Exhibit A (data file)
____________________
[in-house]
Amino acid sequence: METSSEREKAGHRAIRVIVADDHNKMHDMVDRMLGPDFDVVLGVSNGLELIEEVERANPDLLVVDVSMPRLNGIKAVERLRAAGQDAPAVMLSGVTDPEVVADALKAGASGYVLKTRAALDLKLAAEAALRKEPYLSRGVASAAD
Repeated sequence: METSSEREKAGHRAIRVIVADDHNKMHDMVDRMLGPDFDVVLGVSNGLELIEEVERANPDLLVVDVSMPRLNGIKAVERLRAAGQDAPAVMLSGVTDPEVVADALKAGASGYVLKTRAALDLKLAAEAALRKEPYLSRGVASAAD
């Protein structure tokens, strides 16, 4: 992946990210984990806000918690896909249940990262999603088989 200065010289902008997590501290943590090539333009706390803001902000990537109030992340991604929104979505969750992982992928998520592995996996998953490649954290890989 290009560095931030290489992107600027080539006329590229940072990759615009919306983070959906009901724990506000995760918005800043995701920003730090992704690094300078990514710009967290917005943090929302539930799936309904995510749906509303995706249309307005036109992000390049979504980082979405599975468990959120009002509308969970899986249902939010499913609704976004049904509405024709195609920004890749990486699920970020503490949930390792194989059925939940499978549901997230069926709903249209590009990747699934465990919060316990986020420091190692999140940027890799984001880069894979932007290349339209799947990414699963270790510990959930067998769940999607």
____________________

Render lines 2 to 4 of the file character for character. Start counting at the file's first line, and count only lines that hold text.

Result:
Amino acid sequence: METSSEREKAGHRAIRVIVADDHNKMHDMVDRMLGPDFDVVLGVSNGLELIEEVERANPDLLVVDVSMPRLNGIKAVERLRAAGQDAPAVMLSGVTDPEVVADALKAGASGYVLKTRAALDLKLAAEAALRKEPYLSRGVASAAD
Repeated sequence: METSSEREKAGHRAIRVIVADDHNKMHDMVDRMLGPDFDVVLGVSNGLELIEEVERANPDLLVVDVSMPRLNGIKAVERLRAAGQDAPAVMLSGVTDPEVVADALKAGASGYVLKTRAALDLKLAAEAALRKEPYLSRGVASAAD
């Protein structure tokens, strides 16, 4: 992946990210984990806000918690896909249940990262999603088989 200065010289902008997590501290943590090539333009706390803001902000990537109030992340991604929104979505969750992982992928998520592995996996998953490649954290890989 290009560095931030290489992107600027080539006329590229940072990759615009919306983070959906009901724990506000995760918005800043995701920003730090992704690094300078990514710009967290917005943090929302539930799936309904995510749906509303995706249309307005036109992000390049979504980082979405599975468990959120009002509308969970899986249902939010499913609704976004049904509405024709195609920004890749990486699920970020503490949930390792194989059925939940499978549901997230069926709903249209590009990747699934465990919060316990986020420091190692999140940027890799984001880069894979932007290349339209799947990414699963270790510990959930067998769940999607």